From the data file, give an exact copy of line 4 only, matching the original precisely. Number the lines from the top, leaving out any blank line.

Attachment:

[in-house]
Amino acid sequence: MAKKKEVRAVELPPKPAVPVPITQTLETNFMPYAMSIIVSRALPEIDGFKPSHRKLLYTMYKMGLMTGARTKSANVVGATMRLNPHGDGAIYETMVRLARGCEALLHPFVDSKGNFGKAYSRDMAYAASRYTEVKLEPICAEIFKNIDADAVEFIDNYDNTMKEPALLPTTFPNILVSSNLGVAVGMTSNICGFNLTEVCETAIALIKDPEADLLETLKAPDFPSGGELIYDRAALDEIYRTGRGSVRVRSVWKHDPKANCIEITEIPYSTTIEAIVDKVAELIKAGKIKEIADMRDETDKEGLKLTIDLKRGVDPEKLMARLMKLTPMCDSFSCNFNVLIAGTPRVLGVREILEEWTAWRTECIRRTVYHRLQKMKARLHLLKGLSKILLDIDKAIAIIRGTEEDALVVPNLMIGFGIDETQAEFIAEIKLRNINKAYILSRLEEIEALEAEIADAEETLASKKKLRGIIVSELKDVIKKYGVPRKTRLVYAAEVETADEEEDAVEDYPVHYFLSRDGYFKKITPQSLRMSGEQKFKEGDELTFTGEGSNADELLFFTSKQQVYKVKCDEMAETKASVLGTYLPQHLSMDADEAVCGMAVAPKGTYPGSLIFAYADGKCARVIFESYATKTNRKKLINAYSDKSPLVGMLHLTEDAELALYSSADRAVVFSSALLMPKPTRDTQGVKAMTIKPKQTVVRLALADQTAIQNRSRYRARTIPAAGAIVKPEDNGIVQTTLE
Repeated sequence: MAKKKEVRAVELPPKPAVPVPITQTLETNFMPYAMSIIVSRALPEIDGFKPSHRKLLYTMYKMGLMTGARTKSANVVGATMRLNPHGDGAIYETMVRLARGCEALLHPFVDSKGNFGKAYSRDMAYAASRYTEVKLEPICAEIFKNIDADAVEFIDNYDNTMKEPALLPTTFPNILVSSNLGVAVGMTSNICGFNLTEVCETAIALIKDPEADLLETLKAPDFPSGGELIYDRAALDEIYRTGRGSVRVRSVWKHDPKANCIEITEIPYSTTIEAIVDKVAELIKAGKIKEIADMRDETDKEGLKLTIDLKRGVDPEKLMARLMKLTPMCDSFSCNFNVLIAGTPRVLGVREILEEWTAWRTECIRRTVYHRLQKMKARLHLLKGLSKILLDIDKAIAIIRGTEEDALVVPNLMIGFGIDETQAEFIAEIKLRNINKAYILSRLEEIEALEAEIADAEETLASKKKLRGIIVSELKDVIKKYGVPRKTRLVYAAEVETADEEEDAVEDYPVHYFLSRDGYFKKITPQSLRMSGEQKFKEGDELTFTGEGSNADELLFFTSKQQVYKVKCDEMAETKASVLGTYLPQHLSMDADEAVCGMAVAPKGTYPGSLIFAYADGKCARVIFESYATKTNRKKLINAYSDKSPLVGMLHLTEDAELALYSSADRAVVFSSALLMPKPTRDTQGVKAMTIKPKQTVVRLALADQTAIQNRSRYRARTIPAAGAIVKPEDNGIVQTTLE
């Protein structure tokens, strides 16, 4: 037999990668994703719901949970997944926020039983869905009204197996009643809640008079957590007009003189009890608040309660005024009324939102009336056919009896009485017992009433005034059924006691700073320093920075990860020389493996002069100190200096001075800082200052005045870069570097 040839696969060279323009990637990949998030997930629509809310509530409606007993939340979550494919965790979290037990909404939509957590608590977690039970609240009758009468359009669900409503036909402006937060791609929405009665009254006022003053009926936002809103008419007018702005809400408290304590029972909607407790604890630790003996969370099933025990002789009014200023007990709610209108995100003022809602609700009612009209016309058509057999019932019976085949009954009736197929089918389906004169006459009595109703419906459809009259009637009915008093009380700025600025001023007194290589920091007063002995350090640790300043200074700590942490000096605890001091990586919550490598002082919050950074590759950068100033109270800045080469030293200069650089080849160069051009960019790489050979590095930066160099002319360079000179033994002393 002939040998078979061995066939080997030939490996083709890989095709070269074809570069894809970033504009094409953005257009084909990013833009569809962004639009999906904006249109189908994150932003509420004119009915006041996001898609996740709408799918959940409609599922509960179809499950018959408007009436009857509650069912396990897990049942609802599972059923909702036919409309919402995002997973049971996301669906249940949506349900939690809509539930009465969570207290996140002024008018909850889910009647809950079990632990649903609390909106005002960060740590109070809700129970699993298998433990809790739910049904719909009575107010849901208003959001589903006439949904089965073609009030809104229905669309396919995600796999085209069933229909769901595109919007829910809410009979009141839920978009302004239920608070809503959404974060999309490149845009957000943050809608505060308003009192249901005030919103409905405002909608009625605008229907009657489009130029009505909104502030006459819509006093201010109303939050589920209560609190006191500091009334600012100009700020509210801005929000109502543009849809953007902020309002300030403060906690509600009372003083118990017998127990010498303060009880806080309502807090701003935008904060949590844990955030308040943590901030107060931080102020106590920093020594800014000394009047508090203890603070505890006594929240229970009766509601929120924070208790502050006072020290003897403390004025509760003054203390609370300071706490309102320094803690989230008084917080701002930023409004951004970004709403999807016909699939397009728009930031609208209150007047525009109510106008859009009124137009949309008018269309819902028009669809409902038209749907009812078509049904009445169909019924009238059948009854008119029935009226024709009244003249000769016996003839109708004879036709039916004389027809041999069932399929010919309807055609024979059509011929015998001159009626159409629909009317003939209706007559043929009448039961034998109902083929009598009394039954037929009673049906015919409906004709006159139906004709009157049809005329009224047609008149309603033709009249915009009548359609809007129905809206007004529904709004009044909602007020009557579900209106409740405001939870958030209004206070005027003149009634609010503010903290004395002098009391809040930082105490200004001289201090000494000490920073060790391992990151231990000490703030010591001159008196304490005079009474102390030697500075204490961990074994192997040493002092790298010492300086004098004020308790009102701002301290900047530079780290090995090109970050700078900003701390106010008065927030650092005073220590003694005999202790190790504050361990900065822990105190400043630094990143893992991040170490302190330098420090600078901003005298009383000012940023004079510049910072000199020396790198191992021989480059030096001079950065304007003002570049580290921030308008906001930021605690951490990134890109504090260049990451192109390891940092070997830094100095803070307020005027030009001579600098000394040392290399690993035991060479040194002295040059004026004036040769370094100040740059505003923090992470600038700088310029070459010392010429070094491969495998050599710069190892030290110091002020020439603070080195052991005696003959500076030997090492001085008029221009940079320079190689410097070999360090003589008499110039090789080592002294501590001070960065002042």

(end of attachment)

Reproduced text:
């Protein structure tokens, strides 16, 4: 037999990668994703719901949970997944926020039983869905009204197996009643809640008079957590007009003189009890608040309660005024009324939102009336056919009896009485017992009433005034059924006691700073320093920075990860020389493996002069100190200096001075800082200052005045870069570097 040839696969060279323009990637990949998030997930629509809310509530409606007993939340979550494919965790979290037990909404939509957590608590977690039970609240009758009468359009669900409503036909402006937060791609929405009665009254006022003053009926936002809103008419007018702005809400408290304590029972909607407790604890630790003996969370099933025990002789009014200023007990709610209108995100003022809602609700009612009209016309058509057999019932019976085949009954009736197929089918389906004169006459009595109703419906459809009259009637009915008093009380700025600025001023007194290589920091007063002995350090640790300043200074700590942490000096605890001091990586919550490598002082919050950074590759950068100033109270800045080469030293200069650089080849160069051009960019790489050979590095930066160099002319360079000179033994002393 002939040998078979061995066939080997030939490996083709890989095709070269074809570069894809970033504009094409953005257009084909990013833009569809962004639009999906904006249109189908994150932003509420004119009915006041996001898609996740709408799918959940409609599922509960179809499950018959408007009436009857509650069912396990897990049942609802599972059923909702036919409309919402995002997973049971996301669906249940949506349900939690809509539930009465969570207290996140002024008018909850889910009647809950079990632990649903609390909106005002960060740590109070809700129970699993298998433990809790739910049904719909009575107010849901208003959001589903006439949904089965073609009030809104229905669309396919995600796999085209069933229909769901595109919007829910809410009979009141839920978009302004239920608070809503959404974060999309490149845009957000943050809608505060308003009192249901005030919103409905405002909608009625605008229907009657489009130029009505909104502030006459819509006093201010109303939050589920209560609190006191500091009334600012100009700020509210801005929000109502543009849809953007902020309002300030403060906690509600009372003083118990017998127990010498303060009880806080309502807090701003935008904060949590844990955030308040943590901030107060931080102020106590920093020594800014000394009047508090203890603070505890006594929240229970009766509601929120924070208790502050006072020290003897403390004025509760003054203390609370300071706490309102320094803690989230008084917080701002930023409004951004970004709403999807016909699939397009728009930031609208209150007047525009109510106008859009009124137009949309008018269309819902028009669809409902038209749907009812078509049904009445169909019924009238059948009854008119029935009226024709009244003249000769016996003839109708004879036709039916004389027809041999069932399929010919309807055609024979059509011929015998001159009626159409629909009317003939209706007559043929009448039961034998109902083929009598009394039954037929009673049906015919409906004709006159139906004709009157049809005329009224047609008149309603033709009249915009009548359609809007129905809206007004529904709004009044909602007020009557579900209106409740405001939870958030209004206070005027003149009634609010503010903290004395002098009391809040930082105490200004001289201090000494000490920073060790391992990151231990000490703030010591001159008196304490005079009474102390030697500075204490961990074994192997040493002092790298010492300086004098004020308790009102701002301290900047530079780290090995090109970050700078900003701390106010008065927030650092005073220590003694005999202790190790504050361990900065822990105190400043630094990143893992991040170490302190330098420090600078901003005298009383000012940023004079510049910072000199020396790198191992021989480059030096001079950065304007003002570049580290921030308008906001930021605690951490990134890109504090260049990451192109390891940092070997830094100095803070307020005027030009001579600098000394040392290399690993035991060479040194002295040059004026004036040769370094100040740059505003923090992470600038700088310029070459010392010429070094491969495998050599710069190892030290110091002020020439603070080195052991005696003959500076030997090492001085008029221009940079320079190689410097070999360090003589008499110039090789080592002294501590001070960065002042």